The way work is organized in the United States has undergone a radical change in the last 20 years. Job stability has declined for long-tenured workers, there has been a large increase in the use of contract and temporary workers, especially on the manufacturing shop floor, and there has been widespread adoption of new forms of workplace organization. The business press and industrial relations experts who have traced and documented these trends often associate them with an increasingly competitive environment for U.S. business, driven by international trade and technological change.
The effects of these transformations on income distribution and productivity have been studied, but almost no attention has been paid to the effect they may be having on the ability of the economy to maintain low unemployment. This is surprising considering the coincidence of these changes with an extended decline in unemployment that seems to have produced little inflation, and evidence of a striking improvement in efficiency with which workers are matched with jobs. The combination of low unemployment and inflation suggest a decline in the Non-Accelerating Inflation Rate of Unemployment (NAIRU). Several authors have argued that such a change has taken place over the last five to 15 years. The most popular explanations suggested for such a decline ignore the changes in the organization of work and focus instead on developments on the supply side of the labor market. The possibility that there is a link between the decline in the NAIRU and the adoption of these new practices has not been developed.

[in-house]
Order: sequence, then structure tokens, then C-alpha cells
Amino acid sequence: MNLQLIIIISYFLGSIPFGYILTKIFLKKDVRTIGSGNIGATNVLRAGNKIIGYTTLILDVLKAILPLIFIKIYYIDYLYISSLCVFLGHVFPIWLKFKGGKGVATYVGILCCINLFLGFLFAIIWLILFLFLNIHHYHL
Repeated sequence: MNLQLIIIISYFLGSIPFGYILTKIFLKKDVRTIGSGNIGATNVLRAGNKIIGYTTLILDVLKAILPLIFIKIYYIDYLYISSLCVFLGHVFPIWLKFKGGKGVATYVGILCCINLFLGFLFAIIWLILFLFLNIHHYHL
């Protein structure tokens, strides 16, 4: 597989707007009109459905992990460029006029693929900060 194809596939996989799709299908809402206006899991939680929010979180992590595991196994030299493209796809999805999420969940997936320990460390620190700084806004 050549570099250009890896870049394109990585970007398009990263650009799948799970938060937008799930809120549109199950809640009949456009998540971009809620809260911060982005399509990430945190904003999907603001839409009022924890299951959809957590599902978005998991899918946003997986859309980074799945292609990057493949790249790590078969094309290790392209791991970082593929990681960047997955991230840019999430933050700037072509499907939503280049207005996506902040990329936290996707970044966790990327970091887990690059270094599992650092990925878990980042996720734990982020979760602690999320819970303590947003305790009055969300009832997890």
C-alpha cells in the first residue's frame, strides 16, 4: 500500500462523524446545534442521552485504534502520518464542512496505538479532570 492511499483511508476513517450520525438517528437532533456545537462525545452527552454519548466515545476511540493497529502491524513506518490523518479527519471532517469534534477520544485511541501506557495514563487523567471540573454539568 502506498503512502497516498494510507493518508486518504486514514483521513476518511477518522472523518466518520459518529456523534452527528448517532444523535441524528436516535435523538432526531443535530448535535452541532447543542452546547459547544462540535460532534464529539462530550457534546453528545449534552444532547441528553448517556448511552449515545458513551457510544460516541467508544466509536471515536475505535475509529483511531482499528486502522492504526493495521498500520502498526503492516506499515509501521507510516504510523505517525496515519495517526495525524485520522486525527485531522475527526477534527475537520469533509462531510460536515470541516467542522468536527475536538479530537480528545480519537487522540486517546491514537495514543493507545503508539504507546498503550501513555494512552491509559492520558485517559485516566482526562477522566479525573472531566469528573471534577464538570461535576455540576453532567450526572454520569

In this paper we discuss recent changes in how U.S. firms hire, train, fire, compensate, and manage workers. We then develop explanations for the motivations behind these changes using interviews with human resource executives from U.S. manufacturing. Finally, we use these components to suggest how the major changes in American corporations' human resource management (HRM) practices could have led to a drop in the NAIRU. A decline in labor rents that has made queuing for high wage jobs less attractive, is an important part of our story. This decline in rents occurred even as returns to skill (and therefore wages) rose for some workers. In fact, we show that inter-industry wage differences, a measure of rents, declined in a two-step sequence with a similar shape and timing to parallel movements in the Beveridge curve—a measure of matching efficiency. These co-movements also match in some important ways the available spotty data on the adoption of innovative work practices.